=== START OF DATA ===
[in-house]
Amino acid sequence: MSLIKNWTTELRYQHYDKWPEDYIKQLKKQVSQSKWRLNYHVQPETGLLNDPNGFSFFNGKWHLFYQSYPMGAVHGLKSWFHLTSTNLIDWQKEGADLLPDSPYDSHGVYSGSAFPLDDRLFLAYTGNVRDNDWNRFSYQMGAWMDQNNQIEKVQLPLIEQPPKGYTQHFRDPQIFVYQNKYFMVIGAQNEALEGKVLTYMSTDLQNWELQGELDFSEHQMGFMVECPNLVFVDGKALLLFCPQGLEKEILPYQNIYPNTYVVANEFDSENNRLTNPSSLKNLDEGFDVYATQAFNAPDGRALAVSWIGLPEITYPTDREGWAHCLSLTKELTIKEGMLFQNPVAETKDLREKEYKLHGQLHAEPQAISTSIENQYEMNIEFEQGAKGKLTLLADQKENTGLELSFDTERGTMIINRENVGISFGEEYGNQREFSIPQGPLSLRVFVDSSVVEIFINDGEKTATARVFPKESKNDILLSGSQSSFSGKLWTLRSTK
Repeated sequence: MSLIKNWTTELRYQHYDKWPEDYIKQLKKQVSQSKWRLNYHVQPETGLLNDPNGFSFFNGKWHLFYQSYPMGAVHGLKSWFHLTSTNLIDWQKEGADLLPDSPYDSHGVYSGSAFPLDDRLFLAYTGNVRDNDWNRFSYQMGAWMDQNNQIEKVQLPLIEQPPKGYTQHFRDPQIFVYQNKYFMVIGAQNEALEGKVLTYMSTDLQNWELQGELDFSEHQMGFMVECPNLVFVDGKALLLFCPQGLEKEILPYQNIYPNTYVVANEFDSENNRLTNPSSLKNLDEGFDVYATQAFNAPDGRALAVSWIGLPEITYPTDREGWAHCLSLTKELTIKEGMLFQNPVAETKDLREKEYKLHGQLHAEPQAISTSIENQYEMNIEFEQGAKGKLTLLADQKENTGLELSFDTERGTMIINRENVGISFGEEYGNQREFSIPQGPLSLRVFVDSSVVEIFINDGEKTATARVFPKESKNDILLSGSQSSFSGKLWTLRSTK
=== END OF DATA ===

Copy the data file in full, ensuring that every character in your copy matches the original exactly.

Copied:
[in-house]
Amino acid sequence: MSLIKNWTTELRYQHYDKWPEDYIKQLKKQVSQSKWRLNYHVQPETGLLNDPNGFSFFNGKWHLFYQSYPMGAVHGLKSWFHLTSTNLIDWQKEGADLLPDSPYDSHGVYSGSAFPLDDRLFLAYTGNVRDNDWNRFSYQMGAWMDQNNQIEKVQLPLIEQPPKGYTQHFRDPQIFVYQNKYFMVIGAQNEALEGKVLTYMSTDLQNWELQGELDFSEHQMGFMVECPNLVFVDGKALLLFCPQGLEKEILPYQNIYPNTYVVANEFDSENNRLTNPSSLKNLDEGFDVYATQAFNAPDGRALAVSWIGLPEITYPTDREGWAHCLSLTKELTIKEGMLFQNPVAETKDLREKEYKLHGQLHAEPQAISTSIENQYEMNIEFEQGAKGKLTLLADQKENTGLELSFDTERGTMIINRENVGISFGEEYGNQREFSIPQGPLSLRVFVDSSVVEIFINDGEKTATARVFPKESKNDILLSGSQSSFSGKLWTLRSTK
Repeated sequence: MSLIKNWTTELRYQHYDKWPEDYIKQLKKQVSQSKWRLNYHVQPETGLLNDPNGFSFFNGKWHLFYQSYPMGAVHGLKSWFHLTSTNLIDWQKEGADLLPDSPYDSHGVYSGSAFPLDDRLFLAYTGNVRDNDWNRFSYQMGAWMDQNNQIEKVQLPLIEQPPKGYTQHFRDPQIFVYQNKYFMVIGAQNEALEGKVLTYMSTDLQNWELQGELDFSEHQMGFMVECPNLVFVDGKALLLFCPQGLEKEILPYQNIYPNTYVVANEFDSENNRLTNPSSLKNLDEGFDVYATQAFNAPDGRALAVSWIGLPEITYPTDREGWAHCLSLTKELTIKEGMLFQNPVAETKDLREKEYKLHGQLHAEPQAISTSIENQYEMNIEFEQGAKGKLTLLADQKENTGLELSFDTERGTMIINRENVGISFGEEYGNQREFSIPQGPLSLRVFVDSSVVEIFINDGEKTATARVFPKESKNDILLSGSQSSFSGKLWTLRSTK